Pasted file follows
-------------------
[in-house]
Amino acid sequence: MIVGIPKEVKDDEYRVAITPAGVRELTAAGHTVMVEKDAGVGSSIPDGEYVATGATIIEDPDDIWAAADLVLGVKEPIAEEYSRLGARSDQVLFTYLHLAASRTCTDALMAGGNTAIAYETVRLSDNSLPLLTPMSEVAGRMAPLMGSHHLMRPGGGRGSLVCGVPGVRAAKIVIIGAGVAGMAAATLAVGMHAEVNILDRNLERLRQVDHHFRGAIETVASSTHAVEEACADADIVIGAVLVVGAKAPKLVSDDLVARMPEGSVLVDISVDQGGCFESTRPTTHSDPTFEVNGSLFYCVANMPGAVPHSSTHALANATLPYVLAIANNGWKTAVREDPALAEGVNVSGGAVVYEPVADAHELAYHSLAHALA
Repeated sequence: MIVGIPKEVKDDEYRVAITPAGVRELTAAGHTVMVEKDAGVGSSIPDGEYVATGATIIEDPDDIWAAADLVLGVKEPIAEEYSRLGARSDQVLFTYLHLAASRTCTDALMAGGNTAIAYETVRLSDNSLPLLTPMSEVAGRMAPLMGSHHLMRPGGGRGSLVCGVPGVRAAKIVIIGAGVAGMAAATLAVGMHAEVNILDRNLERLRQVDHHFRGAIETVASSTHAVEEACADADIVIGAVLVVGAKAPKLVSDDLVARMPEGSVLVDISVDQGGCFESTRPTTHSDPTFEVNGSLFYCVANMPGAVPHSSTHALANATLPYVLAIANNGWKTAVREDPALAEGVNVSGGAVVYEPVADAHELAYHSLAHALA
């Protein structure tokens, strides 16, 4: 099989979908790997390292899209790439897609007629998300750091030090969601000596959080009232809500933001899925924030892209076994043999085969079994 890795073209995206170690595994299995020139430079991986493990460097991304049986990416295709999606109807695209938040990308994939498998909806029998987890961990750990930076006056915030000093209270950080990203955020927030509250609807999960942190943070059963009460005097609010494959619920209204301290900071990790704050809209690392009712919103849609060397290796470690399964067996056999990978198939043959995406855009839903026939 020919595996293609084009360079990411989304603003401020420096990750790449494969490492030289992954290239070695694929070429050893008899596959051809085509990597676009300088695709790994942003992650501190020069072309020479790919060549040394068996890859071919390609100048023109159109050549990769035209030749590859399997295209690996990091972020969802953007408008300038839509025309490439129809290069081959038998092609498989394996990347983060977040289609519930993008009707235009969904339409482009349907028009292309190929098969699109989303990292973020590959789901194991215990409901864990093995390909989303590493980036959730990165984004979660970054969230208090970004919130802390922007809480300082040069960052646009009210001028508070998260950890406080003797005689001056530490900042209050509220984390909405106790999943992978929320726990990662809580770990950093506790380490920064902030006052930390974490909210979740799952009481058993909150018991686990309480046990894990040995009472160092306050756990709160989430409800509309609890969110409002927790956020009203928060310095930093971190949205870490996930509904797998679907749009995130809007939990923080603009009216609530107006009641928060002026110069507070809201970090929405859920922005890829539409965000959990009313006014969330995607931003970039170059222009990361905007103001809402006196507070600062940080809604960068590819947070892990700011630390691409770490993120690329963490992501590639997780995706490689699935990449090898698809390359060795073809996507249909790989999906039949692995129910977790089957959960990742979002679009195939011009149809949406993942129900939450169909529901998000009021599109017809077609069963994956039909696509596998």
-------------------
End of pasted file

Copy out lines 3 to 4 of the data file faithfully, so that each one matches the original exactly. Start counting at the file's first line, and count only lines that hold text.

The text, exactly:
Repeated sequence: MIVGIPKEVKDDEYRVAITPAGVRELTAAGHTVMVEKDAGVGSSIPDGEYVATGATIIEDPDDIWAAADLVLGVKEPIAEEYSRLGARSDQVLFTYLHLAASRTCTDALMAGGNTAIAYETVRLSDNSLPLLTPMSEVAGRMAPLMGSHHLMRPGGGRGSLVCGVPGVRAAKIVIIGAGVAGMAAATLAVGMHAEVNILDRNLERLRQVDHHFRGAIETVASSTHAVEEACADADIVIGAVLVVGAKAPKLVSDDLVARMPEGSVLVDISVDQGGCFESTRPTTHSDPTFEVNGSLFYCVANMPGAVPHSSTHALANATLPYVLAIANNGWKTAVREDPALAEGVNVSGGAVVYEPVADAHELAYHSLAHALA
């Protein structure tokens, strides 16, 4: 099989979908790997390292899209790439897609007629998300750091030090969601000596959080009232809500933001899925924030892209076994043999085969079994 890795073209995206170690595994299995020139430079991986493990460097991304049986990416295709999606109807695209938040990308994939498998909806029998987890961990750990930076006056915030000093209270950080990203955020927030509250609807999960942190943070059963009460005097609010494959619920209204301290900071990790704050809209690392009712919103849609060397290796470690399964067996056999990978198939043959995406855009839903026939 020919595996293609084009360079990411989304603003401020420096990750790449494969490492030289992954290239070695694929070429050893008899596959051809085509990597676009300088695709790994942003992650501190020069072309020479790919060549040394068996890859071919390609100048023109159109050549990769035209030749590859399997295209690996990091972020969802953007408008300038839509025309490439129809290069081959038998092609498989394996990347983060977040289609519930993008009707235009969904339409482009349907028009292309190929098969699109989303990292973020590959789901194991215990409901864990093995390909989303590493980036959730990165984004979660970054969230208090970004919130802390922007809480300082040069960052646009009210001028508070998260950890406080003797005689001056530490900042209050509220984390909405106790999943992978929320726990990662809580770990950093506790380490920064902030006052930390974490909210979740799952009481058993909150018991686990309480046990894990040995009472160092306050756990709160989430409800509309609890969110409002927790956020009203928060310095930093971190949205870490996930509904797998679907749009995130809007939990923080603009009216609530107006009641928060002026110069507070809201970090929405859920922005890829539409965000959990009313006014969330995607931003970039170059222009990361905007103001809402006196507070600062940080809604960068590819947070892990700011630390691409770490993120690329963490992501590639997780995706490689699935990449090898698809390359060795073809996507249909790989999906039949692995129910977790089957959960990742979002679009195939011009149809949406993942129900939450169909529901998000009021599109017809077609069963994956039909696509596998």